According to the Financial Times, there are 50 private equity-backed companies that have registered their intention to go public, which could raise $17.9bn across global exchanges this year.
IPOs started to bounce back last year, but the recovery was rendered more sporadic than expected by prevailing market uncertainty, exacerbated by the economic distress of certain Eurozone countries.
Recent big ticket IPO cancellations included Blackstone scrapping a planned listing for Travelport in London after investors failed to bite at the offer price. Warburg Pincus’ Fairfield Energy also cancelled and IPO last July, and TPG and Apollo abandoning plans to take embattled casino operator Harrah’s Entertainment public.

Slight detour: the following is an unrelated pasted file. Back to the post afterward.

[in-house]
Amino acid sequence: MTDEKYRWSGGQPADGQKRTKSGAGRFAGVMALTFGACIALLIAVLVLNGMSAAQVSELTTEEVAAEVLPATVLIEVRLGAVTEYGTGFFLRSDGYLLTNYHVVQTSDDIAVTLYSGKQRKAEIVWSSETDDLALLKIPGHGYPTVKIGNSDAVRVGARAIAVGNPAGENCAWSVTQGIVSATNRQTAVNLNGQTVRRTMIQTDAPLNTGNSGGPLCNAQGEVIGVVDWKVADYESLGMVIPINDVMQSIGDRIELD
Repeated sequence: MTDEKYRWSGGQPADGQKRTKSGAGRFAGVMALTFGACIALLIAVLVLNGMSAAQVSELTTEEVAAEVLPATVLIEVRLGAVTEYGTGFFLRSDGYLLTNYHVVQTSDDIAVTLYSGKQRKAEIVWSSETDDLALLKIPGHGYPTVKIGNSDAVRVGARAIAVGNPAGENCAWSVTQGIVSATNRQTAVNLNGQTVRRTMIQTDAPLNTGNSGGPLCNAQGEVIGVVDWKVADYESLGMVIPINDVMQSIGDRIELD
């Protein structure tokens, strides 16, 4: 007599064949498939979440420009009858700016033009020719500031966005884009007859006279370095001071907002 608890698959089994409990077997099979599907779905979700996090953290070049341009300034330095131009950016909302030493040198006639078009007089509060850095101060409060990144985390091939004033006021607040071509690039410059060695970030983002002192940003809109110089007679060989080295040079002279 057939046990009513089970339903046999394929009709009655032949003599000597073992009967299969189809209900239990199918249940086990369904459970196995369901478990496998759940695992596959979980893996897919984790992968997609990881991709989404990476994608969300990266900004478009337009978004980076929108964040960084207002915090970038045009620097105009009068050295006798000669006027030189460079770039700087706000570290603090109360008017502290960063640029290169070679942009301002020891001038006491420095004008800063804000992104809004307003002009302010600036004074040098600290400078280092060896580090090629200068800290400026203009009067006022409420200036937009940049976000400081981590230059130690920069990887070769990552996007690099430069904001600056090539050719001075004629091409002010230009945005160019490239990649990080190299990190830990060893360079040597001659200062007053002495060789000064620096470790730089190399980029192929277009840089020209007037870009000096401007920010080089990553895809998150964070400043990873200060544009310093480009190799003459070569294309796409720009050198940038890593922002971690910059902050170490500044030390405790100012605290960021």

January is already the biggest on record for IPOs since 2000, but the forecast $17.9bn is still dwarfed by the $35bn that was expected to be raised by 155 companies signalling intentions to go public at the start of 2010.
However, the $17.9bn total does not include private equity-backed companies that have yet to file, or were forced to withdraw an IPO last year but remain interested in going public.